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    My Canon XF400 review: Not good for my needs...
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    Senior Member Jaime Valles's Avatar
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    Well, today I tested a Canon XF400 that I rented over the weekend, because on paper it looked like the perfect camera for my needs.

    Except it's not. For me, at least.

    Some background: I shoot a lot of multi-camera theatrical events (concerts, musicals, cabarets, readings, etc.) sometimes in low light, always operating the camera as a one-man-band, dealing with visuals and audio simultaneously. When Canon announced a 4K all-in-one, 1" sensor camcorder with built-in servo zoom lens, XLR inputs, ND filters, 5-axis stabilization, dual SD card recording and Canon's Dual Pixel Auto Focus with face tracking for only $3000 it seemed like everything I wanted in a tool I'd use constantly for paying gigs. So I went to LensRental.com and ordered one to use during a jazz concert at a nightclub in New York City alongside my two C100 cameras. I also have a 1DX Mark II, which I love for the face tracking autofocus (among many other things) but the DSLR form factor always leaves me wishing it had better video ergonomics. Hence, my interest in the XF400.

    I wanted to see how the footage compared between my trusty C100 and the XF400 in a nightclub atmosphere, and how well the DPAF face tracking worked when recording an event on a stage.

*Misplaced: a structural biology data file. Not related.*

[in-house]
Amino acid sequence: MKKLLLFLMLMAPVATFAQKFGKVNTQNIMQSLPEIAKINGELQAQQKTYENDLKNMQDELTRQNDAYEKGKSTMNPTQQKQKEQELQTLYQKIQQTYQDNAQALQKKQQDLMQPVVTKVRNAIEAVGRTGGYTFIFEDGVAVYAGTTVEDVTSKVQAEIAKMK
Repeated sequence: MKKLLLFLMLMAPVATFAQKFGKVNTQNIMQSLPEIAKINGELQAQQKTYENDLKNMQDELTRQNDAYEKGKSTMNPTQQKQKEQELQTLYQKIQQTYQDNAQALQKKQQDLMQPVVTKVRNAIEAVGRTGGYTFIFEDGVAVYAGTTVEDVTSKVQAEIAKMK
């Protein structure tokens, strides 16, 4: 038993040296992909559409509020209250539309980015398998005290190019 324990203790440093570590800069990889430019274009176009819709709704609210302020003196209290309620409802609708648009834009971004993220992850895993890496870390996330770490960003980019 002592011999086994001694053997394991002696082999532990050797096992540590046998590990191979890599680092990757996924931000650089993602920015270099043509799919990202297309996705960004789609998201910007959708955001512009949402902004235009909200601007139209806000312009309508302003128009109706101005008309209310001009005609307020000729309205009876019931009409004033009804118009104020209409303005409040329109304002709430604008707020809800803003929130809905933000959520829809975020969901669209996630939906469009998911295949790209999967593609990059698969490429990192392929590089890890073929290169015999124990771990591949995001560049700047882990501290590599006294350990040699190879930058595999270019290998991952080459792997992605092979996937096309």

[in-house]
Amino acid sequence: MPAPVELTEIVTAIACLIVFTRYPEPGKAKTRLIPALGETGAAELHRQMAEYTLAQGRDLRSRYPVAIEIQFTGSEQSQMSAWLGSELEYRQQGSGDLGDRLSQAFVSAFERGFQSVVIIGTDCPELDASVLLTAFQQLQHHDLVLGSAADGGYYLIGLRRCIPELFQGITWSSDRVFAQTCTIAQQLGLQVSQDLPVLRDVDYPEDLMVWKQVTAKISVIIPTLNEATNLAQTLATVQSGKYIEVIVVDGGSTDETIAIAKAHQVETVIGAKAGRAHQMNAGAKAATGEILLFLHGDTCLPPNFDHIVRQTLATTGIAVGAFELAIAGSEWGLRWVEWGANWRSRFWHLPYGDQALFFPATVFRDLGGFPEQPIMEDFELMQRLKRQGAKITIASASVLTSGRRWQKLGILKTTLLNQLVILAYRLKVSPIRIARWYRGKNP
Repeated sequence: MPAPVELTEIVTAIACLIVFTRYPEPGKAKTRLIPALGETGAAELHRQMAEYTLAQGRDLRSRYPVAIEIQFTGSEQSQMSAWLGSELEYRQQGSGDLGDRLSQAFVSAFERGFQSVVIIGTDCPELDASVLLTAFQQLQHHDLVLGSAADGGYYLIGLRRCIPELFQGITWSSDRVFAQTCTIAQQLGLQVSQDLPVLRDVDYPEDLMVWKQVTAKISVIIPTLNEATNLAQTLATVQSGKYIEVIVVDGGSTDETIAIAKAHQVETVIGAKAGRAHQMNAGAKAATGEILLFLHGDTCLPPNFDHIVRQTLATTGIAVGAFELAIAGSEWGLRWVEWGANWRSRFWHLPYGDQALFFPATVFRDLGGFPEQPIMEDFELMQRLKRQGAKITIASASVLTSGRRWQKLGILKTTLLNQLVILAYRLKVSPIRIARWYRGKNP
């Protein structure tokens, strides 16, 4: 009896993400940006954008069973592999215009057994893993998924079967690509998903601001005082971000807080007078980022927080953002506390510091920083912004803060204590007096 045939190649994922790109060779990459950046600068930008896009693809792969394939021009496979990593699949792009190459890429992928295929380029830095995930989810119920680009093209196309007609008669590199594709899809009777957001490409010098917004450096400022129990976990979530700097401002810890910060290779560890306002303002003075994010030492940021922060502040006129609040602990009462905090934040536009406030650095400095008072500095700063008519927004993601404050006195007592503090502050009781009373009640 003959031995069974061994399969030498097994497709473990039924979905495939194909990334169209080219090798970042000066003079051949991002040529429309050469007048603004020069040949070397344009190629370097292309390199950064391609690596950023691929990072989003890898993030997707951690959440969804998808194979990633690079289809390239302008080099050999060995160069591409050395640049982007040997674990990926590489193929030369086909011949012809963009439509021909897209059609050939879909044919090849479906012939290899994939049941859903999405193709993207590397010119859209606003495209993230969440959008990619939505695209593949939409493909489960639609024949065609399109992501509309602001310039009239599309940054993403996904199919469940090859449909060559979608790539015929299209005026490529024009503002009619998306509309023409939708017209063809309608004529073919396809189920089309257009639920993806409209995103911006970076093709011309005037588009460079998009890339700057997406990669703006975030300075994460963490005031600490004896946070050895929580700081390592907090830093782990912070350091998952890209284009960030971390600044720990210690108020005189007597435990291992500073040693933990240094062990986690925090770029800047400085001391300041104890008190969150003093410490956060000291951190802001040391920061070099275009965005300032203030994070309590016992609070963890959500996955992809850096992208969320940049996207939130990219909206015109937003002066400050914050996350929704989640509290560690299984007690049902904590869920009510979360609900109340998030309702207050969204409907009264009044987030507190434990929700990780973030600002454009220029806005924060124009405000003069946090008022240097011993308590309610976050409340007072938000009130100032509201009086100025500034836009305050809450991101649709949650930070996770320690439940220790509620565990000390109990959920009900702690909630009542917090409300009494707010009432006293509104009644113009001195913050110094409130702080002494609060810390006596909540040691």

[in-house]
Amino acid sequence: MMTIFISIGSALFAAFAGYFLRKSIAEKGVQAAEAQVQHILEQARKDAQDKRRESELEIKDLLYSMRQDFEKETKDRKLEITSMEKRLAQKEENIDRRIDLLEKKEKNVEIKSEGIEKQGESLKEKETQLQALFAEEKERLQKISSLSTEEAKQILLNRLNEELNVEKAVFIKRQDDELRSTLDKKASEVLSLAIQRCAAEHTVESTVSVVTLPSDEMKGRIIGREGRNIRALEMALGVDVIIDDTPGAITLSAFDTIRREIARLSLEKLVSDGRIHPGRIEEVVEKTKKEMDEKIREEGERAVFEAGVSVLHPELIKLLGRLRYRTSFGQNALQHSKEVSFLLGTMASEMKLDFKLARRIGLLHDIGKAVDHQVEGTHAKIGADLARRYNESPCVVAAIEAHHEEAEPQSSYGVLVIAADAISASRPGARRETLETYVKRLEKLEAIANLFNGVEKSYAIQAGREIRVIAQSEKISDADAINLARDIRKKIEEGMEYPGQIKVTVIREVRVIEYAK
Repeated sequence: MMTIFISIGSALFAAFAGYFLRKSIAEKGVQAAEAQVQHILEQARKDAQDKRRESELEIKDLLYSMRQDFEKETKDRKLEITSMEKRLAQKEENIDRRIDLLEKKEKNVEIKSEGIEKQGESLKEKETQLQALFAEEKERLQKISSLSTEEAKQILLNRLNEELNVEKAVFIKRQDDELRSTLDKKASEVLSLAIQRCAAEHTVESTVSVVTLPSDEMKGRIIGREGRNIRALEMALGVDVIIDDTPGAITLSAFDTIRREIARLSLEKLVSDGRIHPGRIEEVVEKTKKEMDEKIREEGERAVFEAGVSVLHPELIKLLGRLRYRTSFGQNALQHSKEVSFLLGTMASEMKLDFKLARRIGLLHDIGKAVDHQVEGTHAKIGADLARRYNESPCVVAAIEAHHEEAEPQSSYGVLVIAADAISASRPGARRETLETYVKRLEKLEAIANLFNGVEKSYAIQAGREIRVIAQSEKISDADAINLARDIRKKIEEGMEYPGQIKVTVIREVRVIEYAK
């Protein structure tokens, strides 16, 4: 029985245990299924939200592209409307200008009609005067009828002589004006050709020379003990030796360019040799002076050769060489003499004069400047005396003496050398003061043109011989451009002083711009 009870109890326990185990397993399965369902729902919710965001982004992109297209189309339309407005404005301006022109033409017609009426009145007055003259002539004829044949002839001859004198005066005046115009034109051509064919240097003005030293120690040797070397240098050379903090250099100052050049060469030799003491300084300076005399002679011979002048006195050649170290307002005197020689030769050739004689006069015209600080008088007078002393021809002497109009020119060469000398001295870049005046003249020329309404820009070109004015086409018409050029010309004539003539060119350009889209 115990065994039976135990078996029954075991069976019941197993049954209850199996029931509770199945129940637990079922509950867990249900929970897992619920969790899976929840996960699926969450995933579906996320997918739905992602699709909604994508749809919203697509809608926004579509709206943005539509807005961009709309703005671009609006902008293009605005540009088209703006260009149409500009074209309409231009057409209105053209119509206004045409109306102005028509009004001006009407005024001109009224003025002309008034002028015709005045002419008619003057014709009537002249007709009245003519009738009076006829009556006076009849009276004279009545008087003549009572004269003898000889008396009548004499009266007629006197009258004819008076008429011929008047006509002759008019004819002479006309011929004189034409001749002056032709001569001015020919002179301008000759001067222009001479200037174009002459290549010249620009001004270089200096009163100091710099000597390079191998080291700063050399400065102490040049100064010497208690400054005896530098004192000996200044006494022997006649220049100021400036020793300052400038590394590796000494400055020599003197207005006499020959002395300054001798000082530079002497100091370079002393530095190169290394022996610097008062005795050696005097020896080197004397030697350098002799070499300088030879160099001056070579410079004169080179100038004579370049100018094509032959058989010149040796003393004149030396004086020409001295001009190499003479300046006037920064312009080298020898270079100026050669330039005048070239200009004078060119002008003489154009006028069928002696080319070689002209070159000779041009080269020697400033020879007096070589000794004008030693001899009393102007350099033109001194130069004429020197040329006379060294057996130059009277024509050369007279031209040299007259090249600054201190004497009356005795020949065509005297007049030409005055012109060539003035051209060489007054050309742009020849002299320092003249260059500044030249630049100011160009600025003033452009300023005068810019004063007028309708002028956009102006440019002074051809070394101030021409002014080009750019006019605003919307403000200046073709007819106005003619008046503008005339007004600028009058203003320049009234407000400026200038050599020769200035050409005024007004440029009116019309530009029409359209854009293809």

It did not go well.

    I'm not talking about the image quality here, mind you. I haven't even looked at the footage on my computer yet. But I can already tell you it won't look good, because focusing the thing was tricky at best. The face tracking was all over the place, sometimes locking onto the performers, sometimes not at all. When it didn't lock on, it would just go into a crazy focus hunting mode for several seconds at a time, making the footage unusable at those points.

    If I just tried to do object tracking using the touchscreen, that was also a compromised experience. On my 1DX II all I have to do is touch the screen wherever I want to focus and the camera will lock onto that spot instantly; no crazy hunting for focus. If I want to change what I'm focusing on, I just touch the screen on whatever new thing I want in focus and that's that. Simple. Perfect. But on the XF400, I have to first touch the "focus tracking" button on screen, then touch whatever I want to focus on. If I then want to change the focus to something else, I first have to cancel the tracking of the object I'm currently following, then press the "focus tracking" button again, and then the new object to track. Why would Canon complicate things so much, when they had it working perfectly on the 1DX II?! It's ridiculous.